- Be a pack rat. I keep much of the e-mail that I answer and almost all my responses. I consult this archive not only to review content of e-mail but also, for instance, to determine when interchanges occurred. Also, for such tasks as responding to recurring types of inquiries, I can easily cut, paste, and then adapt sections of e-mail messages that I sent previously.
- Recognize that sometimes e-mail isn’t the best medium. The fact that an inquiry arrived by e-mail doesn’t mean that I must reply solely by e-mail. Some items are more effectively, more efficiently, or otherwise more appropriately addressed by telephone, in person, or through another medium. Therefore, sometimes my e-mail response consists mainly of, for example, a suggestion that we talk.
Texas A&M University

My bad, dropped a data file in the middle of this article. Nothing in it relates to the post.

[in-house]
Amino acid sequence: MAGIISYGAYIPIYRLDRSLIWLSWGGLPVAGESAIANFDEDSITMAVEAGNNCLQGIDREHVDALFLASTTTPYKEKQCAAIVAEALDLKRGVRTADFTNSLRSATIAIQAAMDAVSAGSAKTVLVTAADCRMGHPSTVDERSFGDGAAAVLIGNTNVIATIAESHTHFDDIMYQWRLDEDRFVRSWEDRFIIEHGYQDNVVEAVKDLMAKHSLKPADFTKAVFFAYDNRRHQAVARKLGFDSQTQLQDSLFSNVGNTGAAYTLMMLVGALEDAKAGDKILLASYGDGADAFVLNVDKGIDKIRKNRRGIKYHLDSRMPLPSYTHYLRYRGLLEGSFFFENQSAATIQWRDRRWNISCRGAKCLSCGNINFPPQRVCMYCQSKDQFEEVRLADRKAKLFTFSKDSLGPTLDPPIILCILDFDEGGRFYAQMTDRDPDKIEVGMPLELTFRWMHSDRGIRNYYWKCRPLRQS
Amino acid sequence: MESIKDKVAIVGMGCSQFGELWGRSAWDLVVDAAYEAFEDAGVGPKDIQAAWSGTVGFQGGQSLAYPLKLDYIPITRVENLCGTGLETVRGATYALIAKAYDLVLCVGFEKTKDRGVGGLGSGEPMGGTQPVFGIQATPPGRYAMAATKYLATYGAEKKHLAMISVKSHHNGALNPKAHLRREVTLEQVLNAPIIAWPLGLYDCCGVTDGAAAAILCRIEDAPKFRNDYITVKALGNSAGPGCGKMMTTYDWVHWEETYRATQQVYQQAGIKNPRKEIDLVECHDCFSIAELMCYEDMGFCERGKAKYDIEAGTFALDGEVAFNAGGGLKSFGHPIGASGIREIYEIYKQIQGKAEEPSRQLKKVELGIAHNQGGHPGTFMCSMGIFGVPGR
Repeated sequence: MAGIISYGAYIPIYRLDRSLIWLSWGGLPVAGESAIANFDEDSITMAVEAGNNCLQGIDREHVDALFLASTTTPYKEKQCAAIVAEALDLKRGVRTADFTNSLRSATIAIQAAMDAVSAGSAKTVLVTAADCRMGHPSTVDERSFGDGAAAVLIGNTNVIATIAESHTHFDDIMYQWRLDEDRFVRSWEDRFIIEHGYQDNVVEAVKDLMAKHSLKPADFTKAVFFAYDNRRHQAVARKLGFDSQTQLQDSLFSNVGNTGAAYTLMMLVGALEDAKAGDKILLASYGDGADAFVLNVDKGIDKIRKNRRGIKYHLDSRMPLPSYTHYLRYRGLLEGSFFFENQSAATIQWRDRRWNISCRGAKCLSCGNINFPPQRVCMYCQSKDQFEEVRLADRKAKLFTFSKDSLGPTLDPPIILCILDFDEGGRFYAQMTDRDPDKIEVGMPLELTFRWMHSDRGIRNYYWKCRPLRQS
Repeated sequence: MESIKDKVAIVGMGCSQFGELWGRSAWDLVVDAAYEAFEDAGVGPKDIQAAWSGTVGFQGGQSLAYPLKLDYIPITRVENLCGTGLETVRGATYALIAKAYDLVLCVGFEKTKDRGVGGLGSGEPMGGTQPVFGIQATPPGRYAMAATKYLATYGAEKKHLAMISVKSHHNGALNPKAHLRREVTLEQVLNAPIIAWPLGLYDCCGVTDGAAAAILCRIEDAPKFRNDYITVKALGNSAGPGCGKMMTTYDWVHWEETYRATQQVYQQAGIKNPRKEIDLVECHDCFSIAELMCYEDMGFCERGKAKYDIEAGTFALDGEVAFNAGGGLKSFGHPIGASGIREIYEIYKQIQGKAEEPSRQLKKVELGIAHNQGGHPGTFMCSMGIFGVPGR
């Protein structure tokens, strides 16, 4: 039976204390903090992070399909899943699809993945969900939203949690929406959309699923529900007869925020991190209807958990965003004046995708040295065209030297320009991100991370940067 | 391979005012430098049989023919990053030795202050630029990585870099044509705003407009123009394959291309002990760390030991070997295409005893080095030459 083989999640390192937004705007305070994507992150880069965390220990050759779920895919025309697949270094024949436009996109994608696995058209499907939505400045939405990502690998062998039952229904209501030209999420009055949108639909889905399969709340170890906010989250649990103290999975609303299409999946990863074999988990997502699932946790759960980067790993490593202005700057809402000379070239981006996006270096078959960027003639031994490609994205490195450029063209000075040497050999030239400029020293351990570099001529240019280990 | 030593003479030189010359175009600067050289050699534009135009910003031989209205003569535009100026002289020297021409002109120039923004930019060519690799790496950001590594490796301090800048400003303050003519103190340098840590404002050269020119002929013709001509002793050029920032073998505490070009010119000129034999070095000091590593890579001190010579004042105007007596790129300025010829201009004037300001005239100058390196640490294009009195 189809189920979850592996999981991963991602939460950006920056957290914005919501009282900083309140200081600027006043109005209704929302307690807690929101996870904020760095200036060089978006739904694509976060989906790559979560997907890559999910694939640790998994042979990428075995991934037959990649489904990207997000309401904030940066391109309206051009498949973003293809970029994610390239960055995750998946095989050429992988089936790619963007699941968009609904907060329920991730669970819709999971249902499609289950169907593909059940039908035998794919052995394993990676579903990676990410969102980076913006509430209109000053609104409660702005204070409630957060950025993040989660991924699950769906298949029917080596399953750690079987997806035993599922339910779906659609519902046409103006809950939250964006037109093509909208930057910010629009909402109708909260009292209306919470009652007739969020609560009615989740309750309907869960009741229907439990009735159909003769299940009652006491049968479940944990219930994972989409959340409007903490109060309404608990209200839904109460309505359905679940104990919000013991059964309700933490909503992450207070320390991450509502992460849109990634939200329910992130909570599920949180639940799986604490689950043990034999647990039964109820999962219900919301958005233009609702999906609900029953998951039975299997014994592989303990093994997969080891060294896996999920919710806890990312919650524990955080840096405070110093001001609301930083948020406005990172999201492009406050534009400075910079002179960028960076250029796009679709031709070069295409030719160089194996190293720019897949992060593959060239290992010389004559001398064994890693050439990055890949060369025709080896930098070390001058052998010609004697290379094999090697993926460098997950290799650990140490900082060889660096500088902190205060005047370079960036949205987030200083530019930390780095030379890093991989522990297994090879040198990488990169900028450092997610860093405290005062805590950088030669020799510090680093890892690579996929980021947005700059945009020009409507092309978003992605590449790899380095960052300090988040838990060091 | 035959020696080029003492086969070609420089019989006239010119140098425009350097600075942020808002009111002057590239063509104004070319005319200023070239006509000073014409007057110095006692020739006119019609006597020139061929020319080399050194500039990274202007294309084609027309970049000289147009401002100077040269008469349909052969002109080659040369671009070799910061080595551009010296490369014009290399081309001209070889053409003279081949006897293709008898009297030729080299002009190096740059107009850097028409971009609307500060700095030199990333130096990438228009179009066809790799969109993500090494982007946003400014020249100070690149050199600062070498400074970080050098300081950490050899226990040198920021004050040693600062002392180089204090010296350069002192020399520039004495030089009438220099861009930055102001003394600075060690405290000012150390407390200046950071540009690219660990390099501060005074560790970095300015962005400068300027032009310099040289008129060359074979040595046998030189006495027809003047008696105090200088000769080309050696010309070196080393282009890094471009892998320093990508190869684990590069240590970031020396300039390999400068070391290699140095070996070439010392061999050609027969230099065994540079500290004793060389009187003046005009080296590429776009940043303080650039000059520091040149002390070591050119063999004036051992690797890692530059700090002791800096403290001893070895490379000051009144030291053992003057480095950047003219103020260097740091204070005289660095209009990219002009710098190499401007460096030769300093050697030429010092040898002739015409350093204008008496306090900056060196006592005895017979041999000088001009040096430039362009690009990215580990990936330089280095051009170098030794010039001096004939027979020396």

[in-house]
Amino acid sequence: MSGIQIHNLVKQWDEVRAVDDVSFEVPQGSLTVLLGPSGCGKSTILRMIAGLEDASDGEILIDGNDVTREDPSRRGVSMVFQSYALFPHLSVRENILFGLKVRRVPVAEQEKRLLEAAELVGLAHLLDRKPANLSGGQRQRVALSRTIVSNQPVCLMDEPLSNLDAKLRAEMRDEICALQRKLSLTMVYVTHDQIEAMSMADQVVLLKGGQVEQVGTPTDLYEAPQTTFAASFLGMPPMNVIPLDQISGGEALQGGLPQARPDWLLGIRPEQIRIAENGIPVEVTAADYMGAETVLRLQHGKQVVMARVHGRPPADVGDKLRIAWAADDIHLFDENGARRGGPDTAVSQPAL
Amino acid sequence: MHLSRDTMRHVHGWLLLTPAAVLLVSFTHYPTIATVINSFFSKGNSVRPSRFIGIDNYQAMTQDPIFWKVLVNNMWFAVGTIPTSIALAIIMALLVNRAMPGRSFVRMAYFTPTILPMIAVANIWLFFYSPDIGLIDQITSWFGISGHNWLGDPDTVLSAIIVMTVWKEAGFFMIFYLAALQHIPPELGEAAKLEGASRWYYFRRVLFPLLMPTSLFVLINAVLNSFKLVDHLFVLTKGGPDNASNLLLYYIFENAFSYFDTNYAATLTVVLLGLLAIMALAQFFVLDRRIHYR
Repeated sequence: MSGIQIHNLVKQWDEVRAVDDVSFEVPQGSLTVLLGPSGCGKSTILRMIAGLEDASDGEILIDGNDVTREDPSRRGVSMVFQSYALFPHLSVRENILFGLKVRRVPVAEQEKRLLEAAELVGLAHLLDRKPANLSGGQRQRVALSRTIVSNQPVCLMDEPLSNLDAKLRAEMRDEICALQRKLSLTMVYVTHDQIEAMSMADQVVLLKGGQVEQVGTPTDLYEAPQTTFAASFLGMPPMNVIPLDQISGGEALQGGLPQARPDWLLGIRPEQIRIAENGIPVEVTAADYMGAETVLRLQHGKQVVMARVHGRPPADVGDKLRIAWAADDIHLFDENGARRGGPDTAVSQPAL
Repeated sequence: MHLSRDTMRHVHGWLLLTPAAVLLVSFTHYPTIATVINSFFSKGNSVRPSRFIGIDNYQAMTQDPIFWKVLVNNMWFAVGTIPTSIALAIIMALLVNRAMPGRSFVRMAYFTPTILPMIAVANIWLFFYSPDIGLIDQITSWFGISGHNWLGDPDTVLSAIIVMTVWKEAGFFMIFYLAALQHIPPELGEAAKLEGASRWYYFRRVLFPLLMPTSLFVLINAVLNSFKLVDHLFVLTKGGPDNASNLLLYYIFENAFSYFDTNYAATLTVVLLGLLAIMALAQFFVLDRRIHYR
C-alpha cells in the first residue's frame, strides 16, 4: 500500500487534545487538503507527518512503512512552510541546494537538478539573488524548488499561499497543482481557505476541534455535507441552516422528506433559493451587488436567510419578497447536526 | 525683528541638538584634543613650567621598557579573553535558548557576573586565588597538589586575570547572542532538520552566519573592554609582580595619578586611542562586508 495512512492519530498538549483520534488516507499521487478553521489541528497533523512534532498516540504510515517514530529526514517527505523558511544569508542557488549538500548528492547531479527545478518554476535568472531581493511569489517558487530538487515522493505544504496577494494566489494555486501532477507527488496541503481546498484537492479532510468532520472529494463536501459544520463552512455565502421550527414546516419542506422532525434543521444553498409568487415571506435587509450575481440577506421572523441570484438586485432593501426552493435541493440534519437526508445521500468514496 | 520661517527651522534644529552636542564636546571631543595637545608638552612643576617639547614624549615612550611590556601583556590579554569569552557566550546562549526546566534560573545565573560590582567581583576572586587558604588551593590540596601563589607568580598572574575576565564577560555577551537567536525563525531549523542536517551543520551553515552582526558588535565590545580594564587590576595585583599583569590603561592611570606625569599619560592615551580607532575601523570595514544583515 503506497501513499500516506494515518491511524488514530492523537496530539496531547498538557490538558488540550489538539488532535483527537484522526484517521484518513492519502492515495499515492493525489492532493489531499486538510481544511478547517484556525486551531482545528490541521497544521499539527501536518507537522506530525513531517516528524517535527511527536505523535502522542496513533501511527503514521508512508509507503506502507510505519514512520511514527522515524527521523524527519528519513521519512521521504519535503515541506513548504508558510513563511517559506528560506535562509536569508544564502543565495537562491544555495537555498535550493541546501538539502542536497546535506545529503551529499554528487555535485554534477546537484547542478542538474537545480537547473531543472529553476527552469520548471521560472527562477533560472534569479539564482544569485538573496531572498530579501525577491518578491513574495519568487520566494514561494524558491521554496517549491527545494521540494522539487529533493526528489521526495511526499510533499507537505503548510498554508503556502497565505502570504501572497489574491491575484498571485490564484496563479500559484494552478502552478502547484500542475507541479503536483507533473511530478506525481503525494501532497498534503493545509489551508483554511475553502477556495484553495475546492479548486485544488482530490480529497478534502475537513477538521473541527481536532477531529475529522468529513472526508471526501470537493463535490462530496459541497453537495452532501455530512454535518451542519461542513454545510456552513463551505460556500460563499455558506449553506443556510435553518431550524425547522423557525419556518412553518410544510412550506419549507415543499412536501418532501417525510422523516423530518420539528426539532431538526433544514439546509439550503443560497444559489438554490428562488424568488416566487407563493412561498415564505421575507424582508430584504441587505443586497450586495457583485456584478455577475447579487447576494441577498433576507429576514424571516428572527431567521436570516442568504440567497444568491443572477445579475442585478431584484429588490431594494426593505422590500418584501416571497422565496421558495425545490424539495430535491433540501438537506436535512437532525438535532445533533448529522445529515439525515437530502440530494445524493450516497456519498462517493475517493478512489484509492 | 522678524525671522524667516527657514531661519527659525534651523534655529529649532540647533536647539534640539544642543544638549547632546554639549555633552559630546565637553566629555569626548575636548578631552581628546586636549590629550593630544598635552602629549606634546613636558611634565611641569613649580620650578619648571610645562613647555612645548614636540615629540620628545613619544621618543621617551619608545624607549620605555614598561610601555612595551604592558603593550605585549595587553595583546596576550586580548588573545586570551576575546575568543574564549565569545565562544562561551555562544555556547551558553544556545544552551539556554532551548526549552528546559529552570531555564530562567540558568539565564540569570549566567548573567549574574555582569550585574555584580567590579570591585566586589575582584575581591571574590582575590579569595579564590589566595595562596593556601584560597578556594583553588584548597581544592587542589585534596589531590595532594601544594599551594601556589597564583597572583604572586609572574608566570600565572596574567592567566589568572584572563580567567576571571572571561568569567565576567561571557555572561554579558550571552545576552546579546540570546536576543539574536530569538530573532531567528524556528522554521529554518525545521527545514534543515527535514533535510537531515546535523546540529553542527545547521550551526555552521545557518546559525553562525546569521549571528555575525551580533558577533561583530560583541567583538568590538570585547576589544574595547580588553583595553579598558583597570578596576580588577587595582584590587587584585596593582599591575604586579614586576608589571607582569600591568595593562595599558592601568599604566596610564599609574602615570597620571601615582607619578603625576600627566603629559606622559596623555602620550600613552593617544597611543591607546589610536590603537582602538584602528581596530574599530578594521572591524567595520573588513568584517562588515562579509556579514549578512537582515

College Station, Texas
Like any powerful tool—such as a circular saw or a backhoe—e-mail can be both useful and detrimental. Finding a balance can be difficult. My approach to effective management involves the mental division of e-mail into two functions: correspondence and information distribution. I treat them differently.
Correspondence from colleagues and coworkers is obviously a primary function of e-mail and one that occupies a sizable percentage of my day. Depending on the project that I am working on, the constant flow of incoming mail can be crucial to moving a project forward or it can be disruptive and demanding. My strategy is based on the reluctant acceptance that the human brain is not really designed for multitasking and that we are more effective and productive when we focus on one task at a time. An easy way to control e-mail overload and distraction is to disable the Outlook Desktop Alert function and answer e-mail at scheduled times or as I complete tasks. I stay available to the handful of people who may need immediate responses from me by using Skype instant messaging, which I leave minimized on the task bar.